BRUNSWICK, Ga. — Opening statements began Friday in the murder trial of three white men accused of killing Black 25-year-old Ahmaud Arbery in this small coastal Georgia town early last year.
“We are here because of assumptions and driveway decisions,” prosecutor Linda Dunikoski told jurors Friday morning as she launched into her statement.
Superior Court Judge Timothy Walmsley swore jurors in and explained some key legal terms in the case. The predominantly white jury – only one person of color was seated – was finalized this week even after Walmsley acknowledged “intentional discrimination” in the jury selection process.
Outside the courthouse early Friday, a small group of faith leaders gathered to pray and sing. The Rev. John Perry urged the community to remain unified despite the outrage over the lack of racial diversity on the jury.
“We’ve heard the shock we’ve heard the disappointment,” he said. “We want to encourage you to keep the faith and to continue to walk in a spirit of unity.”
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Greg McMichael, 65, his son Travis, 35, and their neighbor William “Roddie” Bryan, 52, are accused of murder and other crimes after spotting Arbery jogging in their neighborhood on Feb. 23, 2020. Arbery was shot three times at close range with a shotgun.
Video of the incident, captured by one Bryan, was released by a Georgia attorney two months later, spurring arrests and propelling growing national outrage against the treatment of Black Americans in the U.S.
Defense lawyers are expected to argue the McMichaels were trying to make a citizen’s arrest because they believed Arbery was a burglary suspect. They plan to argue Travis McMichael shot Arbery in self-defense. Bryan’s lawyer has said his client was only a witness to the crime.
Prosecutors, meanwhile, say Arbery committed no crimes. Friends and family say he frequently went running in the area.
On Thursday, Walmsley ruled on a number of issues about what evidence the jury will be allowed to hear. The judge prevented the defense from bringing in a use-of-force expert and having a psychiatrist testify on how the presence of a small amount of THC found in Arbery’s system may have affected his behavior.
Walmsley added Friday that jurors cannot be told Arbery was on probation but can view a photograph of the vanity plate on the pickup truck the McMichaels used that day. He previously ruled a 2018 mental illness diagnosis was inadmissible.
Opening statements follow a lengthy jury selection process complicated by the high-profile nature of the incident and many potential jurors’ familiarity with the people involved in the case.
The trial is taking place in Brunswick, a predominantly Black town with just 16,000 residents about 70 miles south of Savannah. The town sits in the mostly white Glynn County, where about 26% of residents are Black, according to Census Bureau data. Approximately 1 in every 62 registered voters in the county received jury summons.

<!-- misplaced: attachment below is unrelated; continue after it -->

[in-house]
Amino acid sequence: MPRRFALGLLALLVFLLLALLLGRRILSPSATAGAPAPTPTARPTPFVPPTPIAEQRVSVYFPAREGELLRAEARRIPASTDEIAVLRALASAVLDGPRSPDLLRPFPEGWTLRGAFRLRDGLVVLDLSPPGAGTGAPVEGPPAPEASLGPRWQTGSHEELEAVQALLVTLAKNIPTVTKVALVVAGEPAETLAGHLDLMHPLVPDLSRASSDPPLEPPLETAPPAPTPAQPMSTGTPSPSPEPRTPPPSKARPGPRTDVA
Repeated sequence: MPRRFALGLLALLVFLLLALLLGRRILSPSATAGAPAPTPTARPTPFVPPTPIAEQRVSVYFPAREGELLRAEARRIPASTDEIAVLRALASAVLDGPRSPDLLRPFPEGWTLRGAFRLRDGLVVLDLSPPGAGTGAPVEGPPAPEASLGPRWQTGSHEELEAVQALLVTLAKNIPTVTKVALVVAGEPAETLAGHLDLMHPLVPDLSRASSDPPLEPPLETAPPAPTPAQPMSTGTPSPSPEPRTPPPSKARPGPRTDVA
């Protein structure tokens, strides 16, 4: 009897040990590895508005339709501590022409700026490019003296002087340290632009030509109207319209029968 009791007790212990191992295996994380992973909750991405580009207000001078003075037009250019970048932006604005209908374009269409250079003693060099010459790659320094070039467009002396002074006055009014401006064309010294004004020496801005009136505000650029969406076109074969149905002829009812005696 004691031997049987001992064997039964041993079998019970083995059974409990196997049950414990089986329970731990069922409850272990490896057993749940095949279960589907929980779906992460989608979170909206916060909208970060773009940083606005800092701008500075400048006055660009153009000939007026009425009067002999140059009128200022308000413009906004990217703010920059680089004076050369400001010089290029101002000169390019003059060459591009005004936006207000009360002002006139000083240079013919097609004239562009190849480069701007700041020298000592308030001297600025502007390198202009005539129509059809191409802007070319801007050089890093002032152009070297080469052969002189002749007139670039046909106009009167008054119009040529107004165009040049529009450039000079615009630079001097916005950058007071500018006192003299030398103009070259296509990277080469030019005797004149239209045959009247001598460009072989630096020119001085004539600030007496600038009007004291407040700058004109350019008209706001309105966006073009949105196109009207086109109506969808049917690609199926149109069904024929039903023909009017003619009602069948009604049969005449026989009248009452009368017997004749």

After a woman was dismissed Thursday from the jury due to a medical issue, the panel now consists of 11 white women, three white men and one Black man, according to information available to reporters. Three of them are alternates. The court declined a request to provide the jurors’ racial self-identifications.
While Walmsley agreed with prosecutors about likely discrimination, he ruled the defense’s move to strike eight Black potential jurors from the jury pool was legal.
“Quite a few African American jurors were excused through peremptory strikes exercised by the defense. But that doesn’t mean that the court has the authority to re-seat,” Walmsley said.
The nearly all-white jury is notable in a case that several high-profile figures have called a “lynching.” The McMichaels and Bryan face federal hate crime charges in the killing.
Georgia didn’t have hate crime legislation until June 2020, when Gov. Brian Kemp signed the bill after Arbery’s death. Kemp also signed a repeal of the state’s citizen’s arrest law, which allowed private citizens to detain someone suspected of committing a felony in their presence.
Ahmaud Arbery family, supporters react to overwhelmingly white jury
Outside the Glynn County Courthouse on Thursday, supporters for Arbery’s family expressed mixed emotions about a jury with only one Black juror.
Lynn Whitfield, election protection director with the Transformative Justice Coalition, said she wasn’t surprised but not deterred.
“I think this is a perfect opportunity for the world to see that justice is not determined by the color of your skin,” said Whitfield, who has 30 years of experience as a criminal attorney.
Diane Jackson, Arbery’s aunt, expressed concerns that a nearly all-white jury would create pressure on the sole Black juror. She said she plans on following the trial from outside the courtroom.
Gregory Reed, who drove from Camden County to support the Arbery family, questioned how the jury could not better reflect the demographics of the county.
“I want to be wrong, but I don’t see how Ahmaud can get a fair trial with this jury,” he said.